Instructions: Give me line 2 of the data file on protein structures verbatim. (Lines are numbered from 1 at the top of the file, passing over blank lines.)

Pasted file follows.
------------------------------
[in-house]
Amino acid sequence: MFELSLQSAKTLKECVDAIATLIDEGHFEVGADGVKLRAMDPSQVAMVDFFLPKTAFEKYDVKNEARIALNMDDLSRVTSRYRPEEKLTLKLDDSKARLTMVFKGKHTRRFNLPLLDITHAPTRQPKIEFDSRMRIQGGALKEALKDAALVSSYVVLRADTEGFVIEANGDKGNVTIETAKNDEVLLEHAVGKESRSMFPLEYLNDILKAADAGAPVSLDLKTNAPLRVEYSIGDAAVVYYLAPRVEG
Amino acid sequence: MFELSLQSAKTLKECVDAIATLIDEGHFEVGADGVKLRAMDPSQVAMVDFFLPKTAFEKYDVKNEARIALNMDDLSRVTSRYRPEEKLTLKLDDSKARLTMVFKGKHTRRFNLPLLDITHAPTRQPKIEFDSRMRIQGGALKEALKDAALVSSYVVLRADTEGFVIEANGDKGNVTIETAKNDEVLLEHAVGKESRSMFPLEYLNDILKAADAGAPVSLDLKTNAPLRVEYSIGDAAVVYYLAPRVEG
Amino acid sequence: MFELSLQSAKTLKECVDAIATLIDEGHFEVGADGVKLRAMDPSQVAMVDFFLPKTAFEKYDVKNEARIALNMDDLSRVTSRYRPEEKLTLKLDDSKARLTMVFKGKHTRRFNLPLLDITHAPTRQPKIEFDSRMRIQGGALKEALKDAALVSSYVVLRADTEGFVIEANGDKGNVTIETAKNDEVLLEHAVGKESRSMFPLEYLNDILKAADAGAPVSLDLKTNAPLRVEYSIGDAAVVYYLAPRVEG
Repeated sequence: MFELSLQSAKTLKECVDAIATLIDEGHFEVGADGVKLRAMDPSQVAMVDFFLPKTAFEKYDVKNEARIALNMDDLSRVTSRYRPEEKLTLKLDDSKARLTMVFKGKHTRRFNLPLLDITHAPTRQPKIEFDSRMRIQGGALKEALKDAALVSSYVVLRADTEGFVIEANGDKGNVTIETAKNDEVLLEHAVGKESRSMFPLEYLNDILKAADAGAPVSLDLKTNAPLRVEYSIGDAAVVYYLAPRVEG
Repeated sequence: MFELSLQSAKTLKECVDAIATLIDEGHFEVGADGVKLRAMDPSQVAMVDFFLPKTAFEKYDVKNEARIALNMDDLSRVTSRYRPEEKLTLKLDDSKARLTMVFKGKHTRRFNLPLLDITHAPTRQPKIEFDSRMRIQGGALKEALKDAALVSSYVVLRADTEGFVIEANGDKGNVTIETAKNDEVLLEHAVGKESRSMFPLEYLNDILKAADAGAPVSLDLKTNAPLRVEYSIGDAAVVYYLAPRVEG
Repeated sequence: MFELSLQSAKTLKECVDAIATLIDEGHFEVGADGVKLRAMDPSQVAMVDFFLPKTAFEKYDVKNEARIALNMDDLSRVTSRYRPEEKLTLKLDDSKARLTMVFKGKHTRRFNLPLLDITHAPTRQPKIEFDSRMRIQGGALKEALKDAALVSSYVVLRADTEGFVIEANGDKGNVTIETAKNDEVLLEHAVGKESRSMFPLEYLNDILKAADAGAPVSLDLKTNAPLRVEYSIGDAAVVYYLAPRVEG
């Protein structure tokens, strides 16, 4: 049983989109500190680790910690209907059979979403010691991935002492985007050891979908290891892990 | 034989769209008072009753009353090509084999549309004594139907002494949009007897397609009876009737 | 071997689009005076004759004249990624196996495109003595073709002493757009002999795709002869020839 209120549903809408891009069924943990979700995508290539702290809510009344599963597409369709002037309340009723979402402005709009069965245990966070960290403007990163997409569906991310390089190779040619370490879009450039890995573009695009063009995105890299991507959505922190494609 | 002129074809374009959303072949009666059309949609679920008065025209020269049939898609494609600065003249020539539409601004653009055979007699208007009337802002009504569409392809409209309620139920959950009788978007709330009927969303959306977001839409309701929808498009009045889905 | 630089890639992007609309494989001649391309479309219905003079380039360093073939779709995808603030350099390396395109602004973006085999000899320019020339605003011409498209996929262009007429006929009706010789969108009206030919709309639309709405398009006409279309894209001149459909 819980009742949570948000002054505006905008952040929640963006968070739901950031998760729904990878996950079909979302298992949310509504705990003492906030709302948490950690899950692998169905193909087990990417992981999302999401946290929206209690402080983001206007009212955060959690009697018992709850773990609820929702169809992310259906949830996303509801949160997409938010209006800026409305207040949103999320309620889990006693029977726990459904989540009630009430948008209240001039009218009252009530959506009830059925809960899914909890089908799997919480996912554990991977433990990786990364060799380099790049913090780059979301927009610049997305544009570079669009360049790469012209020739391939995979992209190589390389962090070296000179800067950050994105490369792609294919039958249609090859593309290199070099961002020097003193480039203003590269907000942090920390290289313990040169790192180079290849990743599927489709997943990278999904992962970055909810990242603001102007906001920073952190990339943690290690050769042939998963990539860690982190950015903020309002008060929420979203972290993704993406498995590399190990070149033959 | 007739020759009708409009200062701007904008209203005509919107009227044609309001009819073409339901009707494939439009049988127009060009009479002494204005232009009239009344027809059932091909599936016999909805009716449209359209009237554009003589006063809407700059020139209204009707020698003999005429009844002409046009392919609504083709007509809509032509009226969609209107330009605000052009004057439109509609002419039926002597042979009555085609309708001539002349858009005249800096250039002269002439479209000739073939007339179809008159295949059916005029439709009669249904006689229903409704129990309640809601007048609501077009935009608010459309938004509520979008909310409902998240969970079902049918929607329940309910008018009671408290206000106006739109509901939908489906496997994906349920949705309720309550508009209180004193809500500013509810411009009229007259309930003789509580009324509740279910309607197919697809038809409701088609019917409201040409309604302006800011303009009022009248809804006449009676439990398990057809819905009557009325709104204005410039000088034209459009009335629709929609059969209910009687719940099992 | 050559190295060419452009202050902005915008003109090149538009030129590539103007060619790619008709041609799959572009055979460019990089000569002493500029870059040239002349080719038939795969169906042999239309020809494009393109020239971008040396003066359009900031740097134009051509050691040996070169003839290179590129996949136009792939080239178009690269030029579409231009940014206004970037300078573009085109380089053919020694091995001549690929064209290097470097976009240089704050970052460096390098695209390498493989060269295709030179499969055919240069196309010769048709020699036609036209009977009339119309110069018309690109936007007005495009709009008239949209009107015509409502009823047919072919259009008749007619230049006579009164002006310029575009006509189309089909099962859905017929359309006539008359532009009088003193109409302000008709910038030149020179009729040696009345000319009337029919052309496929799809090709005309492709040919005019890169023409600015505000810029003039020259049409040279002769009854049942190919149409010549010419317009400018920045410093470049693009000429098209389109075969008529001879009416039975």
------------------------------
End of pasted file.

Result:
Amino acid sequence: MFELSLQSAKTLKECVDAIATLIDEGHFEVGADGVKLRAMDPSQVAMVDFFLPKTAFEKYDVKNEARIALNMDDLSRVTSRYRPEEKLTLKLDDSKARLTMVFKGKHTRRFNLPLLDITHAPTRQPKIEFDSRMRIQGGALKEALKDAALVSSYVVLRADTEGFVIEANGDKGNVTIETAKNDEVLLEHAVGKESRSMFPLEYLNDILKAADAGAPVSLDLKTNAPLRVEYSIGDAAVVYYLAPRVEG